As I understand it, substance dualism is a position that holds that current physics and neuroscience cannot account for certain properties of qualia and the mind, implying the existence of some other kind of substance unlike matter or energy, carrying out processes and interacting with human brains. It was developed in large part by René Descartes and is closely related to his proposition cogito ergo sum.
An argument in favor of it is the
knowledge argument, which emphasizes that no matter how long a color-blind scientist studies the properties of light, the human eye, and the neurological processes behind sight, they will not gain knowledge of the qualia that a different person experiences when they see colors. Some other arguments are based on the ideas of the philosophical zombie, solipsism, and the nature of perception.
In my personal experience, common arguments against and blunt dismissals of substance dualism seem to commit one or more of three fallacies:
- A basic misunderstanding of the position itself.
- Erroneously lumping whoever holds the position with some other, perhaps 'discredited', position (religion and spirituality, anti-science, pseudo-science, solipsism, etc.) or a straw man.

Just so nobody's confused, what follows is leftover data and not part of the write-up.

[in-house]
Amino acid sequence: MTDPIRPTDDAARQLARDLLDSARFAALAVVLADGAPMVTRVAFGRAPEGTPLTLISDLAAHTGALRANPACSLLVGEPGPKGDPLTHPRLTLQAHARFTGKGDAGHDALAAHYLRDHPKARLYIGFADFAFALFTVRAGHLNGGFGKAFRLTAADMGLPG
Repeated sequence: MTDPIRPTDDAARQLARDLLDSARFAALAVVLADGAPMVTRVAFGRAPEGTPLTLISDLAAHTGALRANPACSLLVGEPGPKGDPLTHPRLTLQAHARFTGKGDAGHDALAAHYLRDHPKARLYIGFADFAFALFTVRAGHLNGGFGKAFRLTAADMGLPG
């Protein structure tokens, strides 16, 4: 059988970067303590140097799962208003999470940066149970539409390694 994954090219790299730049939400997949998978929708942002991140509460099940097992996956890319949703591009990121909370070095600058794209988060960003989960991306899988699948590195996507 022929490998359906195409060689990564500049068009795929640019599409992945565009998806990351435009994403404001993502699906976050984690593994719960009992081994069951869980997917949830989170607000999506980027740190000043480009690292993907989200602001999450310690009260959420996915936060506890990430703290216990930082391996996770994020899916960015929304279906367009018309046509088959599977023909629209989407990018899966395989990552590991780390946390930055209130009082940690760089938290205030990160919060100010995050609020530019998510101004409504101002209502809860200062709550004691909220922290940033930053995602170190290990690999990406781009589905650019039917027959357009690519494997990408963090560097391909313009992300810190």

- Misapplying the burden of proof.
With regards to this third type of argument, I'd like you to think about dark matter and dark energy. Physicists readily believe these phenomena exist and indeed compose most of the known universe, and yet the fields of physics and cosmology cannot yet account for them. No existing theory predicts them. Similarly, substance dualism is not necessarily put forth as a complete theory but rather as an observation of phenomena that science has yet to explain. And yet, it seems that substance dualists are expected to explain how their position might conform to current understanding of physics and the brain.
I'd be interested to hear any arguments against (or for) substance dualism which avoid these pitfalls.